PS: I would say two things. The first is the concept of national security, which is a very vague concept that requires a very precise legal definition so it does not become an instrument that promotes opacity. I think the big challenge, assuming the reform is adopted and this concept is incorporated into the corresponding article—because we must not forget that the concept of national security is already present in other constitutional provisions as a concept that places limitations, for example, on conducting popular consultations or referendums on certain subjects—will be to ascribe a legal definition to national security. The definition of what is meant by national security should be very precise, very restrictive, very limited and have a clearly-circumscribed use in secondary legislation. If there is no suitable legal definition it will remain a highly complex and litigable term that will end up being limited or defined in the courts. I think legislators have an enormous responsibility to avoid the concept of national security becoming subject to litigation, and the only way to do that is to produce a very precise and specific secondary legislation.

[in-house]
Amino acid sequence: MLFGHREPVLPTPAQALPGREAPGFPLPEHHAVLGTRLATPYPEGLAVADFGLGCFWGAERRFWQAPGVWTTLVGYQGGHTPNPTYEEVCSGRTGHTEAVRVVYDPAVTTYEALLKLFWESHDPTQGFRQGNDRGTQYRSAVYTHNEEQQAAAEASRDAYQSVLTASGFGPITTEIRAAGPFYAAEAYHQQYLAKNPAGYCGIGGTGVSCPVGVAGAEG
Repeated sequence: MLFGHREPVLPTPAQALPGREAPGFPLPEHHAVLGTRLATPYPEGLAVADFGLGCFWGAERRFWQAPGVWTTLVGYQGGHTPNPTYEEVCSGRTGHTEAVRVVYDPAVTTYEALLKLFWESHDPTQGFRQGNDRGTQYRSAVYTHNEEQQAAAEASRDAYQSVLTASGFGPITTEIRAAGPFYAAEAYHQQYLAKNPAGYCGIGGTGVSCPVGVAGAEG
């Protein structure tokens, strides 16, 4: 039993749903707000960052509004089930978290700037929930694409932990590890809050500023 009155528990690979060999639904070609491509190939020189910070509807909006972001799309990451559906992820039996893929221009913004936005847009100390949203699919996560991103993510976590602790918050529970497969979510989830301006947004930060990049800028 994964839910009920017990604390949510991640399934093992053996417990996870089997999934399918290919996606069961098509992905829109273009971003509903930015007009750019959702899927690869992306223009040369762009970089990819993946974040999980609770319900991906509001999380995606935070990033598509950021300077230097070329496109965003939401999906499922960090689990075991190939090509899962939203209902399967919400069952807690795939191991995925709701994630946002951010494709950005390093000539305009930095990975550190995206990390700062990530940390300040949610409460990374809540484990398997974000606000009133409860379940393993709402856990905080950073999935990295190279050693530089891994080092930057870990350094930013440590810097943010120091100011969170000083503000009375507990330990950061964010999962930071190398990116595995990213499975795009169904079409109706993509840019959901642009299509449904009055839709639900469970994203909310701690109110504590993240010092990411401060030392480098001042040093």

On the other hand, there is the possibility that the executive, in certain cases, may decide to contest the decisions of the IFAI. I think it would have been better for this power to be set aside, but nor do I view it with the same level of concern as some analysts. I think it is a mechanism that places a lot of burden on the government and that also, if it were used, it would give greater visibility to the issue and draw public attention to the case in question. In this sense, my impression is that it will be a mechanism that cannot be used in a discretional manner and will tend to be used only in exceptional cases. That is, in practice it will be a little-used tool, not one that is resorted to easily, because it can be burdensome for the government itself, as it would generate greater visibility for the issue and help to increase the debate around the case, rather than decrease it, as we may assume would be the intention of the Executive.
TYP: We might say that it would attract public attention unnecessarily, rather than hiding the case.